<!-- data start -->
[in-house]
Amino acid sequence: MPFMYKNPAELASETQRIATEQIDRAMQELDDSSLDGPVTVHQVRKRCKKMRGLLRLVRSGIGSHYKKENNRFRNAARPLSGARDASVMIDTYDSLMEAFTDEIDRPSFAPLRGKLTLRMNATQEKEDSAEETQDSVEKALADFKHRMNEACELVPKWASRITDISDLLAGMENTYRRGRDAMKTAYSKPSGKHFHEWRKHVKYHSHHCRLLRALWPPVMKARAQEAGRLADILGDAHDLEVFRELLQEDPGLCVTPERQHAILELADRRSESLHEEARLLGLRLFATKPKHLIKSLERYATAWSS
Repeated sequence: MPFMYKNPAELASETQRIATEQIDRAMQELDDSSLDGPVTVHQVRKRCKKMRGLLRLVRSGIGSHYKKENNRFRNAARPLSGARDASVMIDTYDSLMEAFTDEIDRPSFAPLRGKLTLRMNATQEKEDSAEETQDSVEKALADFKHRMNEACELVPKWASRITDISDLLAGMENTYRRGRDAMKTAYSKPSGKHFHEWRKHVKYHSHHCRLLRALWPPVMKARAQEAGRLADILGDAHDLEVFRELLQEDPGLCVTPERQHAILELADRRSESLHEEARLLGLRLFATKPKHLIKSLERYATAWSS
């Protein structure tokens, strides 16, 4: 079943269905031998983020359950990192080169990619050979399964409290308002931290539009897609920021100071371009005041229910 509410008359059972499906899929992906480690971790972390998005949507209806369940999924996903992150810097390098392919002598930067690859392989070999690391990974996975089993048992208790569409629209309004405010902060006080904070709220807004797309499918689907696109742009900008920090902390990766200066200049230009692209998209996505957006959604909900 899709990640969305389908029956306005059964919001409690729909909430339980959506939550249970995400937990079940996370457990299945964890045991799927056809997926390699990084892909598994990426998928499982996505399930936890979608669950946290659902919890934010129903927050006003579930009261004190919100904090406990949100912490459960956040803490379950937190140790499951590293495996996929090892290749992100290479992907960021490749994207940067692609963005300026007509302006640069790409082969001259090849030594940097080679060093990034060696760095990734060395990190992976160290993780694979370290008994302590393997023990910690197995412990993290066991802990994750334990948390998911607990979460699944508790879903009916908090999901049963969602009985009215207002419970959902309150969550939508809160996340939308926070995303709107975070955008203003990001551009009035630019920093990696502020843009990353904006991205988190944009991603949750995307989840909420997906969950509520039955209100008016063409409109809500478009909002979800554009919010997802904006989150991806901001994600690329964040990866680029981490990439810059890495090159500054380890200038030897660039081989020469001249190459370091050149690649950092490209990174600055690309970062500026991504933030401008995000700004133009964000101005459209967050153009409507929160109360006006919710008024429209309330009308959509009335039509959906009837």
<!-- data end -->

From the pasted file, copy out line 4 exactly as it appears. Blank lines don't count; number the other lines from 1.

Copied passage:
């Protein structure tokens, strides 16, 4: 079943269905031998983020359950990192080169990619050979399964409290308002931290539009897609920021100071371009005041229910 509410008359059972499906899929992906480690971790972390998005949507209806369940999924996903992150810097390098392919002598930067690859392989070999690391990974996975089993048992208790569409629209309004405010902060006080904070709220807004797309499918689907696109742009900008920090902390990766200066200049230009692209998209996505957006959604909900 899709990640969305389908029956306005059964919001409690729909909430339980959506939550249970995400937990079940996370457990299945964890045991799927056809997926390699990084892909598994990426998928499982996505399930936890979608669950946290659902919890934010129903927050006003579930009261004190919100904090406990949100912490459960956040803490379950937190140790499951590293495996996929090892290749992100290479992907960021490749994207940067692609963005300026007509302006640069790409082969001259090849030594940097080679060093990034060696760095990734060395990190992976160290993780694979370290008994302590393997023990910690197995412990993290066991802990994750334990948390998911607990979460699944508790879903009916908090999901049963969602009985009215207002419970959902309150969550939508809160996340939308926070995303709107975070955008203003990001551009009035630019920093990696502020843009990353904006991205988190944009991603949750995307989840909420997906969950509520039955209100008016063409409109809500478009909002979800554009919010997802904006989150991806901001994600690329964040990866680029981490990439810059890495090159500054380890200038030897660039081989020469001249190459370091050149690649950092490209990174600055690309970062500026991504933030401008995000700004133009964000101005459209967050153009409507929160109360006006919710008024429209309330009308959509009335039509959906009837």